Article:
This day in 73 years ago, the first photograph of the earth was taken from outer-space by a camera hooked on to a manmade object. It was one of the most iconic moments for all of us, defying the claims of many people, of the earth being flat. It is flabbergasting to know that it’s not even been a century and we have been planning to move to the neighbouring planet, Mars.
Officially named V-2 No. 13 and nicknamed as ‘The White Sands’ rocket was the first man-made object to carry a camera and take a photograph of the earth from outer space. The White Sand was a modified version of a V-2 rocket. It was launched on 24th October 1946, at the White Sands Missile Range in White Sands, New Mexico. The rocket reached the maximum altitude of 65 mi (105 km). The famous photograph was taken with an attached DeVry 35 mm black-and-white motion picture camera.
The German V2 rocket was captured by the Americans at the end of World War II. Post-war America & Russia got indulged in space programs and hundreds of scientists and engineers from the Nazi rocket program were vital in the success of the programme. The V2 was a terror for the Britishers as it rained a lot of attacks on the land during the war. However, postwar the explosive warhead was from the rocket to equip it with more scientific equipment. This equipment included a 35mm motion-picture camera set to snap one picture every second and a half.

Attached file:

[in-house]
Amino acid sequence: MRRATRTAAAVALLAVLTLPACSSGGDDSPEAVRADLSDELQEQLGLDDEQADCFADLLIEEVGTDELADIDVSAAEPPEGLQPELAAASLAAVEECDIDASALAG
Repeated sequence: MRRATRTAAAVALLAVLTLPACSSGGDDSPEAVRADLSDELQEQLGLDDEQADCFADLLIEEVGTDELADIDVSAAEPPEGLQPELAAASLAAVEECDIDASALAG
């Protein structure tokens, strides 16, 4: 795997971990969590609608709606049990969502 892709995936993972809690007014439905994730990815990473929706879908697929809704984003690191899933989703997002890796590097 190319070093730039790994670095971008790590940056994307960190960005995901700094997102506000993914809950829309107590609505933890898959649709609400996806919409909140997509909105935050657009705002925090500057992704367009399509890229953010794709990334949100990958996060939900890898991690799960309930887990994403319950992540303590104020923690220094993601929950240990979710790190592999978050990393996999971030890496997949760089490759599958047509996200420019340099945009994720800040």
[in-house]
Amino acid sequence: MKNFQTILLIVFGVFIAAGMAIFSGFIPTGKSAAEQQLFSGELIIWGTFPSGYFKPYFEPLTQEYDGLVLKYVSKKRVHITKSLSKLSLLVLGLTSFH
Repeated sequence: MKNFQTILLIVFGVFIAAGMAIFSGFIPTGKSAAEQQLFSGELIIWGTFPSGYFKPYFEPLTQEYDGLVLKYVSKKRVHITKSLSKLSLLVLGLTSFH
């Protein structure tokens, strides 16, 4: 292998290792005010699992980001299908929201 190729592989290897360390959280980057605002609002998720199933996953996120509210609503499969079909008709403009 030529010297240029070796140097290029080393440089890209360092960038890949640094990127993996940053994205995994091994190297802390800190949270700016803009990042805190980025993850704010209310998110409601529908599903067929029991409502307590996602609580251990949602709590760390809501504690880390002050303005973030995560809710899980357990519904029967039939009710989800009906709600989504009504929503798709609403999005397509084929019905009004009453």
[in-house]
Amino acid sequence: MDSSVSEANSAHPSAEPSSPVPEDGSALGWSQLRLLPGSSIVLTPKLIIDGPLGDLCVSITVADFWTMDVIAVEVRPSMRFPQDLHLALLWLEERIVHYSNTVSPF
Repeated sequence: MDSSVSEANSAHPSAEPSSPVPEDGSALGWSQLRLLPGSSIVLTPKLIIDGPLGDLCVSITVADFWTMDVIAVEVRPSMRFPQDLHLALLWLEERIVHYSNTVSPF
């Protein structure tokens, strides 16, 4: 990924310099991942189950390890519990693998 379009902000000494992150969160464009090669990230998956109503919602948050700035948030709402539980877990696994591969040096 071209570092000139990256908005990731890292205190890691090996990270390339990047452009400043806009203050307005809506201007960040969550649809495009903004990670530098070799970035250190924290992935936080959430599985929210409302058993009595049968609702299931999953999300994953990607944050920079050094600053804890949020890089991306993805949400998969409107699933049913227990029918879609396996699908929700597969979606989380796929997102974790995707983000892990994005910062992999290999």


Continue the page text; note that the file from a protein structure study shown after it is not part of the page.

Until 1946; the highest ever point from which photos were taken was as high as merely 22 km using an air balloon. However, 24th October’s V2 launch changed everything. After reaching the whopping height of 65 km, the rocket starts dropping back towards the earth at a speed of 500 feet per second. However, the film on the camera was protected by a metal case (a steel canister) so that when the rocket crash lands, the film still stays protected. After the drop, the film was as safe as nothing had happened. The film was securely retrieved from the rockets residue and then the pictures were developed.
Although pictures were taken using the balloon had shown the curvature of the Earth at the horizon, but the pictures taken with the V2 opened up new possibilities.
Clyde Holliday, the engineering mind behind the development of the camera and the whole idea, saw the potential in this. In a 1950 National Geographic article, he predicted that one day “the entire land area of the globe might be mapped in this way”.
People like him are the reason that in merely 70 years, we have progressed enough that we, as a civilization, have our steps marked on moon’s surface and have been able to reach every single way with our satellites. The space technology entrepreneurs like Jeff Bezos from Blue Origin & Elon Musk are professing theories of setting up cities on Mars and moon to help enable further space exploration.